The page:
Are you a mom who wants to share your parenting tips and stories with the world?
Here are six parenting sites that pay per article.
SparkPeople’s BabyFit site is another opportunity for a freelance writer. Articles for the site cover subjects such as fitness during pregnancy, pregnancy-specific nutrition and postpartum topics.
Articles for BabyFit should range between 500 and 1,200 words. SparkPeople will pay you anywhere from $25 to $90 for each article, depending on your credentials and experience.
Lies about Parenting wants articles that are research-heavy, yet relatable. If you have tips that can help readers parent better without being overly involved in their kids’ lives, Lies about Parenting is a good place to pitch.
The site wants “surprising advice, grounded in research and daily life” for its featured pieces. These posts pay $50 for 600-900 words. Your article will be promoted across the website’s social media channels (Twitter, Facebook, Pinterest) and to its email subscribers, thus giving you some exposure.
Lies about Parenting will begin to accept submissions again in mid-February.
If you want to write about infertility and adoption in all its forms, then consider Adoptive Families. The site covers everything from transracial adoption to perspectives of adoptees.
If you have a personal adoption story, you can submit your personal essay for consideration. For reported articles, you should query first.
Writers of published personal essays will receive a one-year subscription to Adoptive Families magazine and its website. Payment for reported articles varies, so prepare to negotiate your rate.
Take note: It could take eight to 10 weeks before you hear anything regarding your article or query.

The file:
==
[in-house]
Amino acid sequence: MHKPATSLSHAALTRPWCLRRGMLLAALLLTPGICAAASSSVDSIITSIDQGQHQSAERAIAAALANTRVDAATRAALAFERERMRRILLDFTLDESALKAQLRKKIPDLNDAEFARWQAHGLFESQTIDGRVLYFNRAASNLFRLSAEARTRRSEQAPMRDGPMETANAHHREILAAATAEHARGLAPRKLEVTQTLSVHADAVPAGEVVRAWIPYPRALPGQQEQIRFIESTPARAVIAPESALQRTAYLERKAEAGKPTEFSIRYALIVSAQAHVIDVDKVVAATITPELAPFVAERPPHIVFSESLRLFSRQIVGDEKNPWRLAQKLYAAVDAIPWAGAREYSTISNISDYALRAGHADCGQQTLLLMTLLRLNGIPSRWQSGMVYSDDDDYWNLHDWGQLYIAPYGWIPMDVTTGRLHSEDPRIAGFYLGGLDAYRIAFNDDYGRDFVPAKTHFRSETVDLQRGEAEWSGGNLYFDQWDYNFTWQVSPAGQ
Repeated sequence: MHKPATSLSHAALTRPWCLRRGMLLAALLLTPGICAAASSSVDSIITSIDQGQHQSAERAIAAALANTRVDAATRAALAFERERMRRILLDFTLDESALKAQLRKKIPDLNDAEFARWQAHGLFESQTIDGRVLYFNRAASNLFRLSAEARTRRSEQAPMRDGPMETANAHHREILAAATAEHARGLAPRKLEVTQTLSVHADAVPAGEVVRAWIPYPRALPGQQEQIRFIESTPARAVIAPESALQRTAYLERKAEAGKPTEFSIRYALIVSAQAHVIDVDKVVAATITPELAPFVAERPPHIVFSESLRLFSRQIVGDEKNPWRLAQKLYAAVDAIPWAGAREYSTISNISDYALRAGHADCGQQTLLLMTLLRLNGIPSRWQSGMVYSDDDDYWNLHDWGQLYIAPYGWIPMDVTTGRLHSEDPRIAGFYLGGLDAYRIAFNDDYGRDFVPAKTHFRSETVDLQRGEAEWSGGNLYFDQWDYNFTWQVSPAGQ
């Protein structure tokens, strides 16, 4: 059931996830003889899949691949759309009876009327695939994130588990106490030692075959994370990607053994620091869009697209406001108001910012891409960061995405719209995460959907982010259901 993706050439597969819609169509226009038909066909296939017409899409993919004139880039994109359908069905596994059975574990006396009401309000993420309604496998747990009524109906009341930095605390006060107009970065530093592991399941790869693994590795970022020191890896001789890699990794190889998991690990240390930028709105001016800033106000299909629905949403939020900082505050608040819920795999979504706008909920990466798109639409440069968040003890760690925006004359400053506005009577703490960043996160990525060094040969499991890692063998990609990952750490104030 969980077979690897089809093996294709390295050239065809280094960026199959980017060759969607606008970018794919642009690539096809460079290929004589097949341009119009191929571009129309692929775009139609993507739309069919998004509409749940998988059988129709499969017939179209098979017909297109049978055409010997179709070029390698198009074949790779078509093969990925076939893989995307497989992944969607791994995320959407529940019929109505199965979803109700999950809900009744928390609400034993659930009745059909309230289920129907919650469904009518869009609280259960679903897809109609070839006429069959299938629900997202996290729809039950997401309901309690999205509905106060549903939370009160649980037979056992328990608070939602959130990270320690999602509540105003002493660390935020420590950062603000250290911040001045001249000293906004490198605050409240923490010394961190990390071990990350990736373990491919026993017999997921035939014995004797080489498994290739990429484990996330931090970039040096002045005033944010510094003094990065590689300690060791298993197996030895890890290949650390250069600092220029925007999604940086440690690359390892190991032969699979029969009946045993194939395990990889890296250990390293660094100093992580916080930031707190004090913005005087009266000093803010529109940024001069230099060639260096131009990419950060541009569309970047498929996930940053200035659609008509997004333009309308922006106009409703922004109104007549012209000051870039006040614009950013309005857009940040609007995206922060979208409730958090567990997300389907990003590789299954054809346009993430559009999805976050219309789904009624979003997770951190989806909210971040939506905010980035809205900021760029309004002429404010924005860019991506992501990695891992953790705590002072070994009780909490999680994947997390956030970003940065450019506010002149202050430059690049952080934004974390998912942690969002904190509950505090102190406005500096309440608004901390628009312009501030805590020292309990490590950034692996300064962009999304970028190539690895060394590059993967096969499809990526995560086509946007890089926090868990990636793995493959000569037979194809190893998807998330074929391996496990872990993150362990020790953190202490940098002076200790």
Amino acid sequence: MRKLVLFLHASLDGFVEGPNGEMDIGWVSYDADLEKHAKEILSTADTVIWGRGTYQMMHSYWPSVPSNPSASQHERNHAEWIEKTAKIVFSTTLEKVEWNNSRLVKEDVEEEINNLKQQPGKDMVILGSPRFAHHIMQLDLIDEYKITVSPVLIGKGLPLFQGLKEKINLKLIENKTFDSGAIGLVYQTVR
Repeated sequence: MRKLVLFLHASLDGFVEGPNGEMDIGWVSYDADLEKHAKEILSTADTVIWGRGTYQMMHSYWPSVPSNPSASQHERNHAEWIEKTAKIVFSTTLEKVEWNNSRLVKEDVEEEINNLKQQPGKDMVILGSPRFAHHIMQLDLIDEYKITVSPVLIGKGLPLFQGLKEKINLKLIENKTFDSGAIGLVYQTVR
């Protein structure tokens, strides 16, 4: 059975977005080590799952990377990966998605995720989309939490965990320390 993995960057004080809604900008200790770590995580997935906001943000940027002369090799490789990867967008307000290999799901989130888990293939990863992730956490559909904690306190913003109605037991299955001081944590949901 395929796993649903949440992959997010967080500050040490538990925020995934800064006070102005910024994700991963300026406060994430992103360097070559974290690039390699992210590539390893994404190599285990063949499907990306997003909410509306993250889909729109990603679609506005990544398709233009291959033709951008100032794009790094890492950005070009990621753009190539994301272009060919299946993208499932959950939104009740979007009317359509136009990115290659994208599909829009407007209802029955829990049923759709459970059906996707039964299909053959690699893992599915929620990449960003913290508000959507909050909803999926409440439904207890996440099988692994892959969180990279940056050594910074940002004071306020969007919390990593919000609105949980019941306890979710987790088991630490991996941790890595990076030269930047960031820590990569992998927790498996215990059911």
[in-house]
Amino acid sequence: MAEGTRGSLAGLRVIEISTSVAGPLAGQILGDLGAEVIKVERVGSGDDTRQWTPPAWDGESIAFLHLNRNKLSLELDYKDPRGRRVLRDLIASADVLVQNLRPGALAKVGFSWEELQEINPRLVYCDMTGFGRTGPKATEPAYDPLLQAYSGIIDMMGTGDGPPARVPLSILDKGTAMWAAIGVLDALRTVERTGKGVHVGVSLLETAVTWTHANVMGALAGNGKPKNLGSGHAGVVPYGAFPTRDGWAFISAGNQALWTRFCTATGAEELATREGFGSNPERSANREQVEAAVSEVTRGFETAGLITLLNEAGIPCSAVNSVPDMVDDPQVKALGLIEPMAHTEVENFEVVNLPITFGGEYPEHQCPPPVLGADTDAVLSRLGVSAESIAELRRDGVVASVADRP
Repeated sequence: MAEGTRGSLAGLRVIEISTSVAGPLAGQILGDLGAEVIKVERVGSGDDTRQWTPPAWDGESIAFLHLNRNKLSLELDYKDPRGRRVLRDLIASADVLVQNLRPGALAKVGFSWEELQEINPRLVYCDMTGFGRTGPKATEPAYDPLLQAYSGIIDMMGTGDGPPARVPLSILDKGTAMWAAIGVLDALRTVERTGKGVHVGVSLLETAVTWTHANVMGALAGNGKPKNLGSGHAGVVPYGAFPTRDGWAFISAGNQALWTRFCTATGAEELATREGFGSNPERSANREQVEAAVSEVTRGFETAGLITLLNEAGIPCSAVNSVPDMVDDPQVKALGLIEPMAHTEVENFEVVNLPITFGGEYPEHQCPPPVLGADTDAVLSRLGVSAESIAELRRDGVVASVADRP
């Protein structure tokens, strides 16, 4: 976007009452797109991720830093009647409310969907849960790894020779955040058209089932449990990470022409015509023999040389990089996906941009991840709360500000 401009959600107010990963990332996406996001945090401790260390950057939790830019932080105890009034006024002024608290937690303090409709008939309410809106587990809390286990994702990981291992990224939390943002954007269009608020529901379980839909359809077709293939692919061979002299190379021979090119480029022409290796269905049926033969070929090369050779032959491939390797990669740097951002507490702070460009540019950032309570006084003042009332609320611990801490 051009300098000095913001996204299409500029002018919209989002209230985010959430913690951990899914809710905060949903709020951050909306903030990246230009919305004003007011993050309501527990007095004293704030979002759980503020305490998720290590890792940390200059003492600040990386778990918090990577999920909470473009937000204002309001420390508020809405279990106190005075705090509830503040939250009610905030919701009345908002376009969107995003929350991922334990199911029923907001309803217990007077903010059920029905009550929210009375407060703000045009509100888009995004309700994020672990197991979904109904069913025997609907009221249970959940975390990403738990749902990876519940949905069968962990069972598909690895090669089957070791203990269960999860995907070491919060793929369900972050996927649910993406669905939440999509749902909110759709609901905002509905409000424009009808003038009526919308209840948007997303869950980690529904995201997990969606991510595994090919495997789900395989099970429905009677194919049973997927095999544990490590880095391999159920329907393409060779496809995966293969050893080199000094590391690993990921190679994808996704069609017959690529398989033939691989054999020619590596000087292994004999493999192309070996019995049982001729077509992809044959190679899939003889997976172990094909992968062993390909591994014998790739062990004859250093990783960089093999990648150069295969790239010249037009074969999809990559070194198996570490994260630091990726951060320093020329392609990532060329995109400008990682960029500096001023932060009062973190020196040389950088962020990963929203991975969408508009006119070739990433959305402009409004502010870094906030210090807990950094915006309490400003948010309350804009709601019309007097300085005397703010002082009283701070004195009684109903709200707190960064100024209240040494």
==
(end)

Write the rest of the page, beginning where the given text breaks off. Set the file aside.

If you have experience as a parent-teacher organization (PTO) volunteer and have something to say to like-minded parents, consider writing for PTO Today.
The magazine is geared toward an audience of mostly women in their late 20s to mid-40s, who are PTO members in K-8 schools. PTO Today wants writers to tackle topics such as parental participation in schools, leadership, playground projects, fundraising, group management and organization, and education.
The magazine pays by the assignment, not the word. Department pieces (600-1,200 words) can net between $150 and $400, and features (1,200-2,200 words) range from $200 to $700.
You will be paid upon acceptance or within 30 days after you send an invoice.
Freelance Mom is an online community for mothers who strive to carve out an identity separate from motherhood. The blog places an emphasis on freelancing and entrepreneurship.
Moms -- and dads -- are encouraged to share their stories. The site looks for actionable and in-depth content; you can submit personal stories, well-researched articles with stats and expert opinions, and educational articles revolving around useful tools and processes.
Make sure your guest post article is 900 to 1500 words long and contains a 30-minute action plan at the very end. If your article is accepted, you will be paid anywhere from $75 to $100 via PayPal.
A Fine Parent operates on the theme that “great parents are made, not born.” Articles are geared toward helping readers become better people and parents.
You don’t have to be a professional writer, but if you have nuggets of wisdom to offer based on your parenting experience, A Fine Parent is the place to share them.
Before you pitch, take a look at the site’s current topics. Most articles range from 1,500-3,000 words, and payment is $100 per article. In the event your post makes it to the top of the popular list for the year, you will be given an extra $200 bonus.
As of now, the site has content to last until June 2017 and is closed to submissions. However, you can sign up to be notified when submissions are open again.
The above list is by no means conclusive, but it’s a good starting point. Remember to read the writer submission guidelines before you pitch and be smart with the money you make.
Your Turn: Did your favorite parenting site make the list? Share any other mommy blogs that pay in the comments.
Ellie Matama is a Kenya-based freelance writer. When she’s not writing, she’s reading, watching cooking shows and fantasizing about global travels.